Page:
The physical pat on the back, words of encouragement and “Here buddy, I got you a coffee” are notably missing. Instead, these have been replaced with ridiculous videos with silly filters, dumb drawings and selfies that should never have seen the light of day.
If you’re battling with bugs or been sunk by a poorly performing email, in your darkest hour, you know that your team members are a filter and a snap away.
Sure, Snapchat might not be the most appropriate medium for sending feedback. But when sending short, quick and visual feedback is all you need—it gets the job done.
You can go from “fix it” to “fixed” in a matter of seconds. Boom.
Shooting over reminders
We all have a ton of things to do and we all forget things. Getting a reminder to do something on Snapchat rather than via email is more friendly, engaging and fun.
Documenting life on the road
Steli keeps a busy schedule as he does keynotes around the US and Europe frequently. As a team, we keep up with his endeavors on the road by tapping on his story.
Documenting customer visits
When location and schedules allow, we do customer visits. These keep us from slacking off and help us build a product that makes our customers more successful.
Using Snapchat, everyone gets to meet our customers and receive their feedback in real-time.
Taking founder walks
Two pieces of the co-founder trio, Steli and Anthony, are using Snapchat for the purpose of virtual founder walks. With Steli based out of the Palo Alto HQ and Anthony (and Thomas) who-knows-where, the traditional format of co-founder catchups has been challenged.
Today, Anthony and Steli jot down their thoughts and shoot them over in sequences on Snapchat. At their own convenience, they go for a walk to go through what’s on the other person’s mind and snap back their replies.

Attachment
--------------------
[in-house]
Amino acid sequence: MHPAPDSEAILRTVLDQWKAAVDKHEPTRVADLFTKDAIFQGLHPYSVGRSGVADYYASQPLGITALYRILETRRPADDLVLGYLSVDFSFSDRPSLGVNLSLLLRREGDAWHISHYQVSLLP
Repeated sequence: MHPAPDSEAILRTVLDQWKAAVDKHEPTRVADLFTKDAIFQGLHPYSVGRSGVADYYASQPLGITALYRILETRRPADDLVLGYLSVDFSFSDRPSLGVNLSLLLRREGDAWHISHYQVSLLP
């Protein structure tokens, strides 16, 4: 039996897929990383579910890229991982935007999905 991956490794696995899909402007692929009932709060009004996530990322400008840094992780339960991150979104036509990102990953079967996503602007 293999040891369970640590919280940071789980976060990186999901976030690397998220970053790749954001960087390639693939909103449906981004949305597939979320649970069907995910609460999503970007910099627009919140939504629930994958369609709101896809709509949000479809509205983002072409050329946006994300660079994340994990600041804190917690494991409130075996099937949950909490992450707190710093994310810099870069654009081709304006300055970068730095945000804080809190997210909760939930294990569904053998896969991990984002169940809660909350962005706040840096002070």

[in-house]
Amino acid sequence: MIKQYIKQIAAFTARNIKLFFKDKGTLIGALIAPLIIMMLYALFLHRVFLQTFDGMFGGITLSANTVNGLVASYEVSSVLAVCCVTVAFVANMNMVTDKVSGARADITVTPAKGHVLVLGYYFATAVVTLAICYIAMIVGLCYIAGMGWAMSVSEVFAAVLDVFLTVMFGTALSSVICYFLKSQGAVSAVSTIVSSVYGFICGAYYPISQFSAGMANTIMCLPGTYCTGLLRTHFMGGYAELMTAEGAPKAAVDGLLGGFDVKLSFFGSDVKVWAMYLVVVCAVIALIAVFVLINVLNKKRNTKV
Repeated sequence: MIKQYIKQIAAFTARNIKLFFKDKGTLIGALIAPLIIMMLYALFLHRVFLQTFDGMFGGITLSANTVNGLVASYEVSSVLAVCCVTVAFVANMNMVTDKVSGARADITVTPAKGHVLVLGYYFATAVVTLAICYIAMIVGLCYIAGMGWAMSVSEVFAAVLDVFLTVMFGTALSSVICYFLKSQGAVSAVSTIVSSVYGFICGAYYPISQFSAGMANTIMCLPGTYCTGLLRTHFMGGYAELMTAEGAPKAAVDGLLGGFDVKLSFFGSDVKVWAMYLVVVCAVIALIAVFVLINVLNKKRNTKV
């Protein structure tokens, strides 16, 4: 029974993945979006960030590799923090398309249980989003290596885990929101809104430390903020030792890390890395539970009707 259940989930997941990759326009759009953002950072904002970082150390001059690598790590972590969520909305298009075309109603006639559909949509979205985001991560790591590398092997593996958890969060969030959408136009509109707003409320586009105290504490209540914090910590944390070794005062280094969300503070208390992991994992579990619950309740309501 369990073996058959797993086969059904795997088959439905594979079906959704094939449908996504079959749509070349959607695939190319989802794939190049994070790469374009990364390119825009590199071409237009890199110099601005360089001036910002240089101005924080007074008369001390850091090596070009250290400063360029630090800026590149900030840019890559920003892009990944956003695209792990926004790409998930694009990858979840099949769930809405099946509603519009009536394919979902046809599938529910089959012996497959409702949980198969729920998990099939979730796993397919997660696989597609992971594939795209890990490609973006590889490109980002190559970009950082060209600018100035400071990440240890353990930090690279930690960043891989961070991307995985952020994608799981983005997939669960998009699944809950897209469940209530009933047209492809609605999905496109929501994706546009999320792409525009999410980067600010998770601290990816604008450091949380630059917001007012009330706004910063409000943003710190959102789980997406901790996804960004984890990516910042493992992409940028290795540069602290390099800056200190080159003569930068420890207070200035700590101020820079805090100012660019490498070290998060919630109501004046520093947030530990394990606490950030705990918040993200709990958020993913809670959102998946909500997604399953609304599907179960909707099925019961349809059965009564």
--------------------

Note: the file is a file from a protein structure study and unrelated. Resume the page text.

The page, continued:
As for the third co-founder, Thomas, he’ll be on Snapchat as soon as he’s done looking for food.
Keeping fit is essential to staying happy and productive. Spearheaded by Alberto “Muscles” Nodale, Close has turned into a team that gets excited about sweating.
Through Snapchat, we send each other both pep talks and gym guilt.
Where Snapchat falls short
Snapchat wasn’t meant to be an internal communications tool, we’re just using its features for our benefits to the extent that we can. It’s all become one grandiose experiment. During this experiment, we’ve noticed a few downsides.
Here’s where Snapchat falls short.
1. You can’t guarantee employee adoption
Nope. Not everyone gets excited about Snapchat as a platform for team communication. And while our Team Directory includes a separate column for Snapchat usernames and everyone’s encouraged to participate, not everyone's on board.
However, with a bit of convincing we anticipate the adoption to be company-wide shortly.
2. You can’t group snap
Snapchat doesn’t allow you to create a group to which you can send your snaps. This means you need to individually select the friends you want to send your snaps to.
Depending on the size of your Contacts list, scrolling through it and selecting the recipients can be annoying. You’ll also end up forgetting to add people to your send list, especially if they’re not listed at the top under “Best Friends”.
Meet the team: How we snap at Close
We’re about 10 frequent snappers here at Close, meet a few of them below.
Steli Efti, Co-founder and CEO
Home base: Sunnyvale, CA
What to expect: Hustle
When not in Palo Alto, Steli roams around the US and Europe spreading the word about the best CRM for SMBs and startups while sharing his sales insights.
His snaps feature anything from airports, conference stages, fans of The Startup Chat and moments with fellow hustlers.
Alberto Nodale, Sales
Home base: Palo Alto, CA
What to expect: Gainz
Our favorite Austrian (also the only Austrian in the company, but whatevz) will hit you with daily gym guilt. Follow for fitness tips and sales talk.
Stefan Wojcik, Engineering
Home base: San Francisco, CA
What to expect: Tech wins and fails
Stefan, Stefan, Stefan.
This guy is the source of all happiness. His snap game might not be as frequent as one would want it to be, but once that notification pops up on our phones? Oh, the joy.
Craig Nagovan, Support
Homebase: Milford, CT
What to expect: Sarcasm and complaints
Don’t be fooled. Craig (whose name is actually Greg) is our bundle of joy who delivers humor infused support updates weekly. Seriously, it’s a highly anticipated event and a true highlight. Once, he wore a suit.
The support team noticed that Craig had been online for way too long and urged him to take a break and go outside. To prove his outdoor adventure, he sent us this.
Is Snapchat just this summer’s hype for us here at Close? We don’t know. So far, it’s made team communication more fun, engaging and creative. We’re going to keep experimenting and see where it takes us.
Six months from now, we might have moved on. Or our snap game might be the best in the industry.
Stay tuned and happy snapping, everyone.